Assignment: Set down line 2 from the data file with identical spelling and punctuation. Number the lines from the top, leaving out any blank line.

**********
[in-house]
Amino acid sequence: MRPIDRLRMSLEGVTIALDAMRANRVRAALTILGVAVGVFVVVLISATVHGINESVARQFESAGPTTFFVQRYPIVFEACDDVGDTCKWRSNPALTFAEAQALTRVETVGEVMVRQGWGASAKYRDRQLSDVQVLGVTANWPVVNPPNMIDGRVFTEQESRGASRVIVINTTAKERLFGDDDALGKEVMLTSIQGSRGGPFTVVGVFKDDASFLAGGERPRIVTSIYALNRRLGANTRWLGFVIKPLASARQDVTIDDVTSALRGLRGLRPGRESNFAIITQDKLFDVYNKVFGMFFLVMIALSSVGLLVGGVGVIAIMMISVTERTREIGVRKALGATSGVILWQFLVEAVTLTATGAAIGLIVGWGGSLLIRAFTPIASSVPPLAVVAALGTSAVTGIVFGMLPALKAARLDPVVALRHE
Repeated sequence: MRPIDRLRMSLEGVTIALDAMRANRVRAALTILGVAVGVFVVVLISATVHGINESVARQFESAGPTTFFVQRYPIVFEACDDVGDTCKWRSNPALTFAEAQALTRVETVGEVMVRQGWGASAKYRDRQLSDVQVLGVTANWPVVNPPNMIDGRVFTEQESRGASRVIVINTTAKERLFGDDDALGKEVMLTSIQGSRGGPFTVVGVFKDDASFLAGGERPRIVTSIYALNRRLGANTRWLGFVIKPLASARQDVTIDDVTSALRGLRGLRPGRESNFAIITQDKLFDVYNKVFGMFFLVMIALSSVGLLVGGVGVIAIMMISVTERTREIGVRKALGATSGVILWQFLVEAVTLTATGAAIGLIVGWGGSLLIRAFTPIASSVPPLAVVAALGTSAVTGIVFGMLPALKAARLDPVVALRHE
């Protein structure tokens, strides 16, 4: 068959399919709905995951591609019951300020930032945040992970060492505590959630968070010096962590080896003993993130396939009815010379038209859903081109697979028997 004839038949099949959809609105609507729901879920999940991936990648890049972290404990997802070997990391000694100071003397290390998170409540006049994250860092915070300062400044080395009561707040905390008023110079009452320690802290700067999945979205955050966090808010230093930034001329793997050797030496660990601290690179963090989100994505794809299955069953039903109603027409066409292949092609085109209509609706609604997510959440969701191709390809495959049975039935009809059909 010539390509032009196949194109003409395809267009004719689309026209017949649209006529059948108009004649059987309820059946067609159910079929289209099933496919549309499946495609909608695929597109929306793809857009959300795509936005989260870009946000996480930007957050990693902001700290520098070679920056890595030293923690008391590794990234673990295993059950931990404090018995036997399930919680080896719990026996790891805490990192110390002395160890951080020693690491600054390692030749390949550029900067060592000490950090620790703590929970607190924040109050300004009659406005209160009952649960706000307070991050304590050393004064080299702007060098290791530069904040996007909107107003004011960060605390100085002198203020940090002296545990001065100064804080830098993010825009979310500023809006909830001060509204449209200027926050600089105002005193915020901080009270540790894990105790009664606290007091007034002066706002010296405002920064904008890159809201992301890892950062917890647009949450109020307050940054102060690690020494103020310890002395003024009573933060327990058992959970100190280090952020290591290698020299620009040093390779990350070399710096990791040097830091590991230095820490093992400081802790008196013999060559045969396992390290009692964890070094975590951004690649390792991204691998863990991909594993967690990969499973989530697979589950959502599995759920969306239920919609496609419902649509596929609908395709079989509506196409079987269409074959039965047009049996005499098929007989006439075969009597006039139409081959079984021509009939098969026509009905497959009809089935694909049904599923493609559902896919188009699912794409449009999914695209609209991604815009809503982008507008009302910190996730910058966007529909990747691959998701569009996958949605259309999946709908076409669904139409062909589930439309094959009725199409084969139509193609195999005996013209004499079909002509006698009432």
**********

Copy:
Amino acid sequence: MRPIDRLRMSLEGVTIALDAMRANRVRAALTILGVAVGVFVVVLISATVHGINESVARQFESAGPTTFFVQRYPIVFEACDDVGDTCKWRSNPALTFAEAQALTRVETVGEVMVRQGWGASAKYRDRQLSDVQVLGVTANWPVVNPPNMIDGRVFTEQESRGASRVIVINTTAKERLFGDDDALGKEVMLTSIQGSRGGPFTVVGVFKDDASFLAGGERPRIVTSIYALNRRLGANTRWLGFVIKPLASARQDVTIDDVTSALRGLRGLRPGRESNFAIITQDKLFDVYNKVFGMFFLVMIALSSVGLLVGGVGVIAIMMISVTERTREIGVRKALGATSGVILWQFLVEAVTLTATGAAIGLIVGWGGSLLIRAFTPIASSVPPLAVVAALGTSAVTGIVFGMLPALKAARLDPVVALRHE